Timothy Pachirat teaches in the Department of Political Science at UMass Amherst. His book, Every Twelve Seconds: Industrialized Slaughter and the Politics of Sight (Yale University Press, 2011), is a widely acclaimed political ethnography of the massive, repetitive killing of animals carried out by a largely immigrant workforce.
About the Visiting Speakers:
Colin Dayan is Professor of English, Robert Penn Warren Professor in the Humanities, and Professor of Law at Vanderbilt University. She is the author most recently of With Dogs at the Edge of Life (forthcoming from Columbia University Press in 2015). She has also authored The Law is a White Dog: How Legal Rituals Make and Unmake Persons (Princeton UP, 2011), a Choice Outstanding Academic book; The Story of Cruel and Unusual (MIT/Boston Review Press, 2007); Haiti, History, and the Gods (University of California Press, 1995, 1998; Fables of Mind: An Inquiry into Poe’s Fiction (Oxford University Press, 1987); A Rainbow for the Christian West (University of Massachusetts Press, 1977).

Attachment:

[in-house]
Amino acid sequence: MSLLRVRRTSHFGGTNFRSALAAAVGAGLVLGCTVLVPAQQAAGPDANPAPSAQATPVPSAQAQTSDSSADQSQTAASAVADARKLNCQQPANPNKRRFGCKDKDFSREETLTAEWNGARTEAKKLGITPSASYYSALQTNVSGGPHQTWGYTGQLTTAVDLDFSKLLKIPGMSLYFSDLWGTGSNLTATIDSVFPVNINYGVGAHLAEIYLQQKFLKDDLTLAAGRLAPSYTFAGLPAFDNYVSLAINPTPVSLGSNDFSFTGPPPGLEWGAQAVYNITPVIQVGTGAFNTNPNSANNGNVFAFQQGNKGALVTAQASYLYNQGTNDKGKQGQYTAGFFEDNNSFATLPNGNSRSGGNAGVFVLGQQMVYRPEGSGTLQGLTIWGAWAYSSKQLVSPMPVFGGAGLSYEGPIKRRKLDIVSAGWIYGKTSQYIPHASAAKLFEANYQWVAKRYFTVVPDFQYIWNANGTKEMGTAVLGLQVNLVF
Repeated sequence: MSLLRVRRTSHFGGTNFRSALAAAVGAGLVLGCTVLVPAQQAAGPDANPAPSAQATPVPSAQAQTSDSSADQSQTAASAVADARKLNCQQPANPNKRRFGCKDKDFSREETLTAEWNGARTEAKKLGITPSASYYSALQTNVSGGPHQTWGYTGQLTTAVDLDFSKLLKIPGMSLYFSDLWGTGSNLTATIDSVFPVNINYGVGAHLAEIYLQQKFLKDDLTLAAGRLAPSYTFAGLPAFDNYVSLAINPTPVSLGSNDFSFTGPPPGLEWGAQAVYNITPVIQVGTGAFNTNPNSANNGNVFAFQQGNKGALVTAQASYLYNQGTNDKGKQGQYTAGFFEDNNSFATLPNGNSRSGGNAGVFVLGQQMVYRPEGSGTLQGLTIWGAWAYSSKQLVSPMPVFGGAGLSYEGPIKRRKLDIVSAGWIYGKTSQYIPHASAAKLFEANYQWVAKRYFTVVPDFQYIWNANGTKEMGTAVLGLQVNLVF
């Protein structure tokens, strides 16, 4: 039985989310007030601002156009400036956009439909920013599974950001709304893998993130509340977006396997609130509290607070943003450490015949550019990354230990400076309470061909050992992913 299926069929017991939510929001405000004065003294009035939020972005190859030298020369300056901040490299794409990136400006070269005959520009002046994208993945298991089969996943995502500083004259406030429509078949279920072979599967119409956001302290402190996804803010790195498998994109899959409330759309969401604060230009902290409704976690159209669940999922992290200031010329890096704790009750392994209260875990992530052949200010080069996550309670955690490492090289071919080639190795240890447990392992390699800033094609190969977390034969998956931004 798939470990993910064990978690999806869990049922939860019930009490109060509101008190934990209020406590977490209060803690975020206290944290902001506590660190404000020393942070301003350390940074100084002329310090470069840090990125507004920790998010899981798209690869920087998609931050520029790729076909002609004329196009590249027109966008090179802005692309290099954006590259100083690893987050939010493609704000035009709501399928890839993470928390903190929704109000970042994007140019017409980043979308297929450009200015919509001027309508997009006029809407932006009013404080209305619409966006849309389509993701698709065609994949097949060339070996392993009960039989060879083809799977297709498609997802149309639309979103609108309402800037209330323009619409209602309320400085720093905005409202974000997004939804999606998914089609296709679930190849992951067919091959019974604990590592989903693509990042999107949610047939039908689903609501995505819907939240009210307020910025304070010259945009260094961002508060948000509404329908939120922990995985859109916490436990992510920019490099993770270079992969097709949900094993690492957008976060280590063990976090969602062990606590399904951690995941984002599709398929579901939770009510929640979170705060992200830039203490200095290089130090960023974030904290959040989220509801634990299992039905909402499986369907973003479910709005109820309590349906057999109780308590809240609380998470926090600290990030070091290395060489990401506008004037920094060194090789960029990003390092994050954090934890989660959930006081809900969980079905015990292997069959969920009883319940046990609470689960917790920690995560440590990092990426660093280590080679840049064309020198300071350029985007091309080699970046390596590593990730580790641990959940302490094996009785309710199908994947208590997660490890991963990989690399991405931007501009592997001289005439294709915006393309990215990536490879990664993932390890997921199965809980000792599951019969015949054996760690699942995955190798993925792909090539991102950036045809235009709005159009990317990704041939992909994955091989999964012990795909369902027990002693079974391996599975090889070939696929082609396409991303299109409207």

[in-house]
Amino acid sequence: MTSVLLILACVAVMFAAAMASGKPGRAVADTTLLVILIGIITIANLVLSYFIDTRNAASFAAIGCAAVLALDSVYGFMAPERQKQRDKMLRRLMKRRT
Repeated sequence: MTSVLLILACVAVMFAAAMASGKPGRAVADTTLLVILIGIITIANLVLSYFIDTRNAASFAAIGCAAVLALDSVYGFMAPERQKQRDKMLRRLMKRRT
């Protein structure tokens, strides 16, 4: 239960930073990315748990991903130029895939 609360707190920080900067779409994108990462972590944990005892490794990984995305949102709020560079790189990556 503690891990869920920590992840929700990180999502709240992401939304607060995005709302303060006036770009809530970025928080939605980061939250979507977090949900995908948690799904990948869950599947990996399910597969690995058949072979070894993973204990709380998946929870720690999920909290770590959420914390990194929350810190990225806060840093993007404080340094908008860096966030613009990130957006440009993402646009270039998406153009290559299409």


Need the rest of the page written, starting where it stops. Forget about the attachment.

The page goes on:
Maria Elena Garcia is director of the Comparative History of Ideas and associate professor in the Jackson School of International Studies at the University of Washington. She received her PhD in Anthropology at Brown University and has been a Mellon Fellow at Wesleyan University and Tufts University. Her first book, Making Indigenous Citizens: Identities, Development, and Multicultural Activism in Peru (Stanford, 2005) examines Indigenous and intercultural politics in Peru. Her work on Indigeneity and interspecies politics in the Andes has appeared in multiple edited volumes and journals such as Anthropology Now, Anthropological Quarterly, International Journal of Bilingual Education and Bilingualism, Journal of Latin American and Caribbean Anthropology, Latin American Perspectives, and Latin American and Caribbean Ethnic Studies. Her second book project, Dancing Guinea Pigs and Other Tales of Race in Peru, examines the intersections of race, species, and capital in contemporary Peru.